I view this blog as partially talking about the work and what it means to do the work. But, what if the work is us? At times I have left myself out of asserting "my work" in this blog. What does it mean when the work we have to do is on ourselves? What does it mean when we have to work on the beliefs and attitudes that we witnessed from our teachers, mentors, and friends?
One series of moments that illustrate this involves riding in the car with my father while I was in middle/high school. He would pick me up from the bus stop after band practice or debate, and there was always something consistent about those car rides and our interactions. We would ride in the car, and as he drove, he would comment on women walking down the street. How one had a big butt, was cute, or that he liked the way a random woman's hips swung as she walked. These observations were often shared in crasser terms than I have described and in response, I would often ride in silence.
Other times I would walk to the car saying goodbye to a female friend. After the door closed, my father would comment on my friend's body and inquire whether I was interested in her or if we were sexually active. I was a teenager, and I remember feeling bothered by these conversations. In other words, something did not sit right with me in regards to them. These interactions were common. It was what we did. For all I knew, it was how guys bonded. My father is not an outlier. He is the norm in terms of how a lot of men I knew moved. It was not uncommon for me to be around men having conversations like this about women. It is not like my dad acted any different than various men I came into contact with in multiple spaces from varied socio-economic and ethnic backgrounds.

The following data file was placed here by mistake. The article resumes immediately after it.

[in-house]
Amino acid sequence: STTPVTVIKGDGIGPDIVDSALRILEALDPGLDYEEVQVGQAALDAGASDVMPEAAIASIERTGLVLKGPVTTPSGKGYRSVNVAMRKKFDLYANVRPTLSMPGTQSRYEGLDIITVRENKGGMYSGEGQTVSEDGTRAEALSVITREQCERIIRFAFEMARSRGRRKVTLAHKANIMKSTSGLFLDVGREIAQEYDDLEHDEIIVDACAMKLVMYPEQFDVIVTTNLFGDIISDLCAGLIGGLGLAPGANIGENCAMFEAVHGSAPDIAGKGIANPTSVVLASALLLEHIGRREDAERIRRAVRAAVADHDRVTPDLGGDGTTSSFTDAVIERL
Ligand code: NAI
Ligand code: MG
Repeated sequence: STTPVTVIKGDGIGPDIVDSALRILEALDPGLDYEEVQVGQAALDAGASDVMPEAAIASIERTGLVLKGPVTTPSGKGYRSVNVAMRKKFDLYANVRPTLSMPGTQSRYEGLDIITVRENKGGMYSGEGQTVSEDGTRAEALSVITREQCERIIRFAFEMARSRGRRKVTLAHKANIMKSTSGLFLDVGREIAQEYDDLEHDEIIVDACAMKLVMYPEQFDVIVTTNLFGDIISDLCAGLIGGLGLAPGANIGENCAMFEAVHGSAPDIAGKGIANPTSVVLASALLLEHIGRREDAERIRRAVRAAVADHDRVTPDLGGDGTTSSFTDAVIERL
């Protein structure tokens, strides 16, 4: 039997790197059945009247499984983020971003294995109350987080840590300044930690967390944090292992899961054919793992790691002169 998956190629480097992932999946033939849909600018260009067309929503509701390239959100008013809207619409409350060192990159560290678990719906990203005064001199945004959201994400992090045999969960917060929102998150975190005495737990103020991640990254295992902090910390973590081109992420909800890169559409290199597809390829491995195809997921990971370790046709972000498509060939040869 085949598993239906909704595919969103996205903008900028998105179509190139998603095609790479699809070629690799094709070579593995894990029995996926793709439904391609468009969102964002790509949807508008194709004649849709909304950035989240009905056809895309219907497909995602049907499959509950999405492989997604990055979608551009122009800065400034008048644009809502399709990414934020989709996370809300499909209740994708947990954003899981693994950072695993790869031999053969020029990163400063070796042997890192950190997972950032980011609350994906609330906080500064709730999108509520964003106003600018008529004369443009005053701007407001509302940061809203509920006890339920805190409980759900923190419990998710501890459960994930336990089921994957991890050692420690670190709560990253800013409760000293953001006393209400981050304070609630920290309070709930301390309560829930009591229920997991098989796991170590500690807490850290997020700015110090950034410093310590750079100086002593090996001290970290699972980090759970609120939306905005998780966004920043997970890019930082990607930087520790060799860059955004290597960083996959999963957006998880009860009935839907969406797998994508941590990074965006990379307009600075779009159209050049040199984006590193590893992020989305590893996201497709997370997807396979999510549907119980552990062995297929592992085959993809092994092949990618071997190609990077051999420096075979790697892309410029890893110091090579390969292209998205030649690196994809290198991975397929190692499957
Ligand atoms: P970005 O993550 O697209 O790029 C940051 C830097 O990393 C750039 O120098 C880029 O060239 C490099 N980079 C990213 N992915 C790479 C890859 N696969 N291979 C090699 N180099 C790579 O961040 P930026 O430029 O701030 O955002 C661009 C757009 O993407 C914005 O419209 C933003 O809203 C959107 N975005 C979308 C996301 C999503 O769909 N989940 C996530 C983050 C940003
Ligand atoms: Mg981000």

These conversations speak to socialization. They speak to a culture where my father like many other men did not value women. It is weird to say that about my father, whom many would consider a family man. These conversations speak to a culture where we value women's body parts more than their beliefs. And, this socialization taught me to make similar choices to his. Why did I not choose to make the same choices he did? Why did I make choices different than what was laid in front of me? How was I influenced in my relationships with women by these conversations? What did I think I was entitled to from women?
Let me be clear. There are a lot of things that I admire about my father. I do love him for the many of the values and qualities that he instilled in me. But, I would be lying if I did not state that there were times I did not like him or all the lessons that he taught.
The lessons in these conversations outline the importance of social norms. One could say that my father was using the playbook society taught him. Or, maybe these conversations were his clumsy attempts to have a bond with a son he did not wholly understand. In some sense, I chose to move differently as a man doing this work, because I value the women in my life for more than their body parts.